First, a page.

Rick and I are night and day. Ying and yang. Mary and Martha. Planning in advance for Rick is a couple hours whereas I would have loved to make a list of everything we wanted to do while he was on Sabbatical. Hopefully, I was wise enough to realize this was not MY Sabbatical; it was Rick’s. And I must give him space to do what he wanted to do and not purely what I had in mind.

He never tires of reminding me how much he LOVES the summer and how every day is truly a gift from God. Rick has a light and giving heart and maximized these qualities the last four weeks.

One of Rick’s qualities that I admire the most is his ability to find joy EVERY. SINGLE. DAY. He has the art of seeing good in most every everything he encounters. He needs no recognition and simply quietly goes about his business with the ultimate goal to bring happiness and joy to someone else.

Of the qualities that I struggle, Rick seems to have in abundance. Clearly two opposites attracting, some of his Mary-ness has rubbed off on my Martha-ness that focuses too much on getting things done. He is a living parable that daily reminds me to focus on those things which truly mean the most to me … and forget about the rest.

With this little glimpse into what retirement might look like for us, I enjoyed watching Rick thrive in this Sabbatical. It’s certainly an encouragement for me to be less tied to what I THINK must happen versus paring down to what MUST be done each day.

For Rick’s time of Sabbatical, I am grateful.

Blessings –

Dianne

Holy God – Thank you for this time when Rick can refresh. Thank you for the variety of ways he has served others through mission work. I pray that You bless his return to work. Amen.

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Lessons from COVID-19: Navigating Change When the World Has Changed

Gratitude Day 483

Tues., July 7, 2020

Deuteronomy 31:6 – Be strong and courageous. Do not be afraid or terrified because of them, for the LORD your God goes with you; he will never leave you nor forsake you.”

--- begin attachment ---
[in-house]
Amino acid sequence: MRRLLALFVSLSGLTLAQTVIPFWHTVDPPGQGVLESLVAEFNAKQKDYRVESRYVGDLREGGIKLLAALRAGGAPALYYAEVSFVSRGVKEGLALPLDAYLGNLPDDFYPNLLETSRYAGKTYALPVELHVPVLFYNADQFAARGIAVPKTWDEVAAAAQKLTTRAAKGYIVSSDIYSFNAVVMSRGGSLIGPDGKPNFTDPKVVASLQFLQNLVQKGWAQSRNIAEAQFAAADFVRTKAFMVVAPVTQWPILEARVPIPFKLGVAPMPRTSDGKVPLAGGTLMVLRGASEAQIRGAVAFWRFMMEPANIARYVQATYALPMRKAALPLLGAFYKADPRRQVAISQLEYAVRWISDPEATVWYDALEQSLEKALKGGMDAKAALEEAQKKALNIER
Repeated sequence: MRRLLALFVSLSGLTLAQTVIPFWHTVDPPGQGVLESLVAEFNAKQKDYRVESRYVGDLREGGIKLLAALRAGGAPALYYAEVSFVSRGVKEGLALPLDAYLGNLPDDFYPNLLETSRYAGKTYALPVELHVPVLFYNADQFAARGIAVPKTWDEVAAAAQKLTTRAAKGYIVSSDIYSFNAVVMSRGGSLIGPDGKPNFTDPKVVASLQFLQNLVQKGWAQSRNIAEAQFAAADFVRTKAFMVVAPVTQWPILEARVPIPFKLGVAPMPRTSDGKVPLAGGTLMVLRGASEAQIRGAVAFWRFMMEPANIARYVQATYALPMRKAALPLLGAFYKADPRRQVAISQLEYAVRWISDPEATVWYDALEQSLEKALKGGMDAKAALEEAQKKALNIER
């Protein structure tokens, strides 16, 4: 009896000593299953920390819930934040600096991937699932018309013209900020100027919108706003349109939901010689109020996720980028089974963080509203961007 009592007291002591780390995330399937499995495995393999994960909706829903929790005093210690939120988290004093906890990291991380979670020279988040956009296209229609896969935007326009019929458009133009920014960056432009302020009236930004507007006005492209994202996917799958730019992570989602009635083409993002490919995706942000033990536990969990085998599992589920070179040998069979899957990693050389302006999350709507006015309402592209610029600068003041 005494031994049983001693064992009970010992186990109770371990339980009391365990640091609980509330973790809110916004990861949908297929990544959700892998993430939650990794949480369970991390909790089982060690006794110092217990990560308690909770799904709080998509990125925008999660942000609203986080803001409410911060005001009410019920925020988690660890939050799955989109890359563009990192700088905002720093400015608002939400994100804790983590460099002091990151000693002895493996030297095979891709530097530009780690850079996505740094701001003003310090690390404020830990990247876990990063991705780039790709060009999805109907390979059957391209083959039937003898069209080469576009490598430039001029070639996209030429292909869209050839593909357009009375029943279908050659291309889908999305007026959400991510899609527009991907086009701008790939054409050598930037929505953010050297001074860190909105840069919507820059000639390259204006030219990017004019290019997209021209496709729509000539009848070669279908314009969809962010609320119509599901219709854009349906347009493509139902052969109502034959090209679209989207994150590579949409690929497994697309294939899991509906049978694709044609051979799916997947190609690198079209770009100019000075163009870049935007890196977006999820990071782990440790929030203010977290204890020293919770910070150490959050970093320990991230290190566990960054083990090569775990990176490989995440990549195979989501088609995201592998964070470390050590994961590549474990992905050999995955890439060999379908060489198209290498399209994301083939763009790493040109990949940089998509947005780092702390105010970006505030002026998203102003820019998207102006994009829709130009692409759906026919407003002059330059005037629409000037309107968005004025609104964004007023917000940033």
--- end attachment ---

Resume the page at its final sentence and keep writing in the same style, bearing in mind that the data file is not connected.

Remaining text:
Have you felt a little overwhelmed with all the stuff going on right now?

The last four months have ushered in SO. MUCH. CHANGE in our lives.

Change.

Some people love it.

Some people loathe it.

We’ve ALL been experiencing lots and lots of change lately. A lot of this change is out of our control. Navigating consistent change can be too much; especially when it feels like it happens almost daily.

The Wisconsin Department of Agriculture, Trade and Consumer Protection (WDACTP) has put together a podcast series that addresses recognizes how challenging all this change can be. Their podcast, Rural Realities, provides helpful information for all people, whether you live in a rural area or not.

I love it when I have the opportunity to partner with a group of people who are genuinely interested in helping other folks. When I was asked to be part of Rural Realities, I didn’t hesitate. If something I share would help one person, well, I wanted to be a part of this.

The Rural Realities podcast includes information about a variety of topics related to recent changes and agriculture. My podcast addresses how we can deal with all of these changes internally. I would love for you to listen along and let me know what you think! Please feel free to share the podcast with someone you know who might be struggling right now.

Here’s the link:https://datcp.buzzsprout.com/1160120?fbclid=IwAR3woZ8uvQdD47zayxoUcNMlC1T-lfJubyq63-iLq1Xrw9Xp9Je7IFDurlw

It is so easy to become overwhelmed with life these days. Let’s not try and go it alone. If you are feeling like everything is too much, please reach out to someone. We all have change limits. When we reach our limit, it’s best to say, “I need help.” I can’t fix anyone’s problems … but I will listen. And I pray we remember the One who will be strong and courageous with us when we’re feeling down, overwhelmed or out of our league.

For those who have listened to me when I felt overwhelmed, I am grateful.

Blessings –

Dianne

Holy God – some days, things may feel OK. And then, another day, everything feels like it is just too much. Help us to know when we need help. Assistance. A listening ear. May we not go it alone but reach out. Amen.

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Wanted: 90 Birthday Cards

Gratitude Day 482

Mon., July 6, 2020

Psalm 90:14 – Fill us full every morning with your faithful love so we can rejoice and celebrate our whole life long.

Can I ask for you folks to help me out? Please?